Today, PJM staff released the rest of their analyses of the PATH and MAPP projects.
PJM recommends that PATH (and MAPP) be cancelled due to there being NO NEED to construct the projects to ensure reliability.
"PJM staff will be recommending to the PJM Board at their Friday, August 24th, 2012 meeting to cancel the PATH Project."
PJM also issued a press release.
"The PJM transmission planning staff will recommend to the PJM Board that the Potomac Appalachian Transmission Highline (PATH) and the Mid Atlantic Power Pathway (MAPP) lines be removed from PJM’s regional transmission plans. The recommendations are contained in slides posted today that will be presented tomorrow, Aug. 9, at a meeting of PJM’s the Transmission Expansion Advisory Committee.
A media briefing for reporters will be held Thursday at 3:30 p.m. following the advisory committee meeting. Steve Herling, vice president – Planning, will offer comments and take questions. To register for the briefing, please call PJM News at 866-756-6397.
Grid conditions have changed since the lines were originally planned, and our updated analysis no longer shows a need for the lines to maintain grid stability.
– A slow economy has reduced the projected growth in the use of electricity.
– PJM’s most recent capacity auction added 4,900 megawatts (MW) of new generation and procured 14,833 MW of demand response.
– Although PJM’s analysis last year showed a diminished need for the two transmission lines the most responsible course was to wait to make a recommendation after analyzing the updated forecast of peak use of electricity (the load forecast), the results of the 2012 capacity auction and the effects on grid stability of the anticipated announcement of generation retirements (16,000 MW) due to environmental regulations.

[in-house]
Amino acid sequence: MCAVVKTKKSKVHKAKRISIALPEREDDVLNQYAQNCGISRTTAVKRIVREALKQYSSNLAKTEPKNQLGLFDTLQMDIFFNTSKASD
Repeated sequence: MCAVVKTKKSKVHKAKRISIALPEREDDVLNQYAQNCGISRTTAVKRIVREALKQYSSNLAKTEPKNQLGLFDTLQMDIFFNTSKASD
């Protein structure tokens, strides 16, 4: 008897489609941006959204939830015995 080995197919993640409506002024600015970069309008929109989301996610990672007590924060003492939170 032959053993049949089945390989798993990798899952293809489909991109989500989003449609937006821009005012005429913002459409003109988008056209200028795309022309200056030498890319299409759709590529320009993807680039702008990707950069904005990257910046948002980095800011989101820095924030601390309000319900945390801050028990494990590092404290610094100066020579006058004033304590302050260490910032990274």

PJM’s regional planning process looks 15 years into the future to determine necessary changes to the transmission system to keep power flows stable. Planners study long-term growth in electricity use, generating plant retirements, broader generation development patterns, such as integration of renewable energy resources, and demand response and energy efficiency resources.
Since PJM’s first regional transmission plan in 2000, the PJM Board has approved more than $24.3 billion in new transmission lines and improvements and upgrades to existing facilities.
Just this year, PJM staff recommended and the board approved $2.8 billion in electric transmission improvements including new lines needed to keep the grid stable as generating units are retired in response to environmental regulations.
The staff recommendation will be presented to the PJM Board’s Reliability Committee later this month."
The State Journal was right on top of the story. Click here to read Pam Kasey's story, PATH, likely canceled, cost $225 million.
All of the reasons PJM is now citing as reasons for cancelling (abandoning) the PATH Project are the very same reasons that PATH (and TrAIL) opponents have cited since the inception of the project in 2007. Perhaps PJM should also take a fresh look at the Susquehanna-Roseland project at this time, because we don't need that one either.
PJM's errors in determining "need" for the PATH Project have cost PJM's 60 million ratepayers $95M in expenses since 2008. In 2008, FERC granted PATH an incentive enabling the company to make a filing to recover the cost of its project from consumers in the event of abandonment. PATH needs to prove to FERC's satisfaction that the company had no fault in the abandonment and that all amounts proposed to be recovered were prudently incurred. PATH's current investment in the project totals slightly more than $130M. $95M of our money + $130M of PATH's investment that they will attempt to recover from us = $225M wasted on the PATH project.
Read more to find out why PJM cancelled PATH and MAPP here!